No morning is normal for Fatmawati Amir Thang since the waves came and swept away her daughter. Some days she begins by visiting the hospitals to see if maybe, this time, they found her. On others she checks the displacement camps, the mosques and churches where survivors sought refuge in the aftermath of the disaster that struck the Indonesian island of Sulawesi. On days when she is losing hope, like this one, she goes to the mass grave.
Fatmawati and her husband spent their daughter Fika’s fourth birthday perched on a stranger’s tombstone, waiting for trucks to arrive to see if they carried any tiny body bags. On Sept. 28, Fika was with her grandmother, a vendor who sold snacks by the waterfront, when a 7.5-magnitude earthquake struck the island and triggered tidal waves up to 20 feet high that pounded the city of Palu. It was the second of three surges that tore the child from her grandmother’s arms. “We looked every-where, we asked everyone, all along the coast,” says Fatmawati, 30, fighting back tears and swatting away flies that swarmed the site where hundreds of bodies have been brought over the past week. “I will be ready to let her go if I could just see her body, if I could just see her face.”
Tragedy borne of disaster is a frequent visitor to Indonesia, a Southeast Asian archipelago straddling the Pacific Ring of Fire, one of the world’s most seismically active zones. Roughly 81% of the most powerful earthquakes ever recorded have taken place along this horseshoe-shaped strip running from New Zealand to the tip of South America. Indonesia is particularly volatile; the latest disaster was the fourth here to claim more than a thousand lives since the Indian Ocean tsunami of 2004 killed about 228,000 people in 14 countries, mostly on the Indonesian island of Sumatra.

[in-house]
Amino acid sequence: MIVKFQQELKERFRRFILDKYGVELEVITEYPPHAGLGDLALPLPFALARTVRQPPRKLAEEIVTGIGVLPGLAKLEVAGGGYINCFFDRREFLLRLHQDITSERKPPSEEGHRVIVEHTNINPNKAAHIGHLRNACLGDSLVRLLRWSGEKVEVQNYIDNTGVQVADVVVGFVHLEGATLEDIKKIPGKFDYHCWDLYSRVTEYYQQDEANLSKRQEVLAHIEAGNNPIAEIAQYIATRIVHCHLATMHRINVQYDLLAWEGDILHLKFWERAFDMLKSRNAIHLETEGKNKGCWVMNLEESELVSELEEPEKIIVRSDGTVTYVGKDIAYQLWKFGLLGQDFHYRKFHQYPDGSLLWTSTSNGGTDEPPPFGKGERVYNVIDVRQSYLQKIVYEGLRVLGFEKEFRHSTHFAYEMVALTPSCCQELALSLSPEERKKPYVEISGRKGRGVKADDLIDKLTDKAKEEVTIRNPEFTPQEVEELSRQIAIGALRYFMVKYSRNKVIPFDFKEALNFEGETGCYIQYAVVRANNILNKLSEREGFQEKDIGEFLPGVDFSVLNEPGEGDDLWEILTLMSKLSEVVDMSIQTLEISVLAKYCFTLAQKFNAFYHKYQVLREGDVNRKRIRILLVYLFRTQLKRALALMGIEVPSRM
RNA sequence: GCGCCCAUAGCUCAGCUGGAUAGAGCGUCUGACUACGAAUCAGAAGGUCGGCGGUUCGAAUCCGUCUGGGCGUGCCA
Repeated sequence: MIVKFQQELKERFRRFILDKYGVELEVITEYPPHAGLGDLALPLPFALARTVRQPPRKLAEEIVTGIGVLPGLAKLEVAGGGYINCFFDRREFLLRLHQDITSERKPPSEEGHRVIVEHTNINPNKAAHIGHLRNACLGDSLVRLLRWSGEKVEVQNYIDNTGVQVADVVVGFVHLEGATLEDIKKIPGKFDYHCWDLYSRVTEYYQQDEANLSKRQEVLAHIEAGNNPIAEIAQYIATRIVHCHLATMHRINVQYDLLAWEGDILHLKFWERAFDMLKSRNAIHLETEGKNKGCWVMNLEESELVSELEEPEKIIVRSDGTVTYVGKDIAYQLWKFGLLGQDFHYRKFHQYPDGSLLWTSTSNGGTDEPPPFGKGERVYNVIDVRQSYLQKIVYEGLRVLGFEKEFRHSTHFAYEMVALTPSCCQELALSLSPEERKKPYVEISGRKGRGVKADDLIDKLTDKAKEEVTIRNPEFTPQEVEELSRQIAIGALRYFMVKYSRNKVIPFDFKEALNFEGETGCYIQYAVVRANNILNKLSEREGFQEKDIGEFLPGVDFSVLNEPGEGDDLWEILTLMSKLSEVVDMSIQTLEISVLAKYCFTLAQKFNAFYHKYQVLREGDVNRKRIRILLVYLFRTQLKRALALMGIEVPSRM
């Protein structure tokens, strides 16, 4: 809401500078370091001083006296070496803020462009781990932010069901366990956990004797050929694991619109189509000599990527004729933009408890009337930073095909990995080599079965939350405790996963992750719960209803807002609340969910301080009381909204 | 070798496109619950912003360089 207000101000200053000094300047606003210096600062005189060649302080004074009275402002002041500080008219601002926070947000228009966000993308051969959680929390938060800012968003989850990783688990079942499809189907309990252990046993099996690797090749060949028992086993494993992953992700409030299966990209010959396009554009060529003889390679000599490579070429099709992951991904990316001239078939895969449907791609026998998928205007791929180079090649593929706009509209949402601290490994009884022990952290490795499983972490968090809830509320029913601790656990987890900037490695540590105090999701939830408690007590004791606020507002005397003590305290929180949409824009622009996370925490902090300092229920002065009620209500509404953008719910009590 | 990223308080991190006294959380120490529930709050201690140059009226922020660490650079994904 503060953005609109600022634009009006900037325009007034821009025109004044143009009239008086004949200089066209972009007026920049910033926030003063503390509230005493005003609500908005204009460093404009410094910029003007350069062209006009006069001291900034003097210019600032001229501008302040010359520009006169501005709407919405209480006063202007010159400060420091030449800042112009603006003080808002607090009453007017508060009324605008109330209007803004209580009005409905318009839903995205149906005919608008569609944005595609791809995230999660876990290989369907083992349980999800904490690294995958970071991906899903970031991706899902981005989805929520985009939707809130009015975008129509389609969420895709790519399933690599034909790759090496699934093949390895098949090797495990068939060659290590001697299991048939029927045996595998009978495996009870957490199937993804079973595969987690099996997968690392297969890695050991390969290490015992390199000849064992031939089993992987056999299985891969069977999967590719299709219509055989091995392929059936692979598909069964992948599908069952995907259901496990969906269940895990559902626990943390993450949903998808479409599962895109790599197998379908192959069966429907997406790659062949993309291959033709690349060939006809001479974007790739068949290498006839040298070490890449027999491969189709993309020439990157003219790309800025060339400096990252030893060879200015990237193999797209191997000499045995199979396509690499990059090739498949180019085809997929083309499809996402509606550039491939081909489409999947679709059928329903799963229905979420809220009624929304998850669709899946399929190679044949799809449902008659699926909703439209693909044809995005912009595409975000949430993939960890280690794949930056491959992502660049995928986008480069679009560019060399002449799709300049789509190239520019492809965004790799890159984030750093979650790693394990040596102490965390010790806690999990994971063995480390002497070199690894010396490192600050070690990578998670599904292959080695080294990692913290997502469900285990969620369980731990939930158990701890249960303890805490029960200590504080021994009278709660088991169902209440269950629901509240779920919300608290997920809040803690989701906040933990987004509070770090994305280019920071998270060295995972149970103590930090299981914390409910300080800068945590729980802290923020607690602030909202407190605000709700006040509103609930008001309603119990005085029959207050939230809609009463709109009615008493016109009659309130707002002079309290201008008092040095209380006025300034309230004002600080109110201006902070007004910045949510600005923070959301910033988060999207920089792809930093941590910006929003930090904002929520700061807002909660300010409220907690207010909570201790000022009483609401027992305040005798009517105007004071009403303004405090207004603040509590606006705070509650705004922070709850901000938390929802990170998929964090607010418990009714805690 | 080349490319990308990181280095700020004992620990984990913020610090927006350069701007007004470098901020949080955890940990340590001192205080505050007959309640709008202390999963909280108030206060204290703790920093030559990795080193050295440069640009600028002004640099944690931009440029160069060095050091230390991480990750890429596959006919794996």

The triple strike of the Sulawesi quake, the tsunami and a temblor–induced phenomenon called liquefaction took a brutal toll. At least 2,010 people have been confirmed dead, while about 5,000 others are believed to be buried under rubble or swept out to sea. Search-and-rescue operations were due to end on Oct. 11, as hopes faded of finding anyone alive. The missing are deeply buried and likely decomposed beyond recognition. The survivors are left to try to make sense of the cataclysm and wonder what could be done better next time.
At the top of Poboya Mountain to the east of Palu, Mahdin, who like many Indonesians is known by only one name, waits alongside Fatmawati. The 40-year-old tractor operator has been here since two days after the disaster, laying soil over the unidentified corpses placed on the floor of a crater the size of a swimming pool.
“For the first two days I felt sick, but now I am used to the smell,” Mahdin says. A look of anguish sweeps over his face at the thought of the volunteers carefully lowering the dead into the pit. “I can’t see their faces because they wear masks,” he says, “but I can feel their sorrow. I am sure of it.”
Indonesia is the world’s largest -Muslim-majority nation, and most of Palu’s residents adhere to the faith, which forbids cremation and requires immediate burial. The risk of disease increased the urgency for disposal of the dead. Sulawesi is also home to a large number of Protestant Christians, a legacy of its Dutch colonial past. In death, and without ceremony, followers of both faiths were laid together in the first of the city’s mass graves. There will soon be at least two more; authorities have said that the worst-hit areas, Balaroa and Petobo, were demolished so completely that they may be designated as cemeteries and never rebuilt.
Both neighborhoods were instantly made into mountains of junk by liquefaction. That’s when an earthquake churns underground water and silt into a thick, dark sludge. Where the ground split open, mud erupted through the surface. Streets and buildings were freed from their foundations; survivors said everything solid looked as though it had melted and wobbled like gelatin. As the ground ebbed and flowed, it swallowed up cars, houses, people, animals. When it slowed to a stop, nothing stood where it was before. In Sibalaya, a remote village east of Palu, a soccer field that used to be on one side of a road ended up on the other. Houses “floated” 600 meters, ending up in a gnarled pile of lumber and corrugated metal.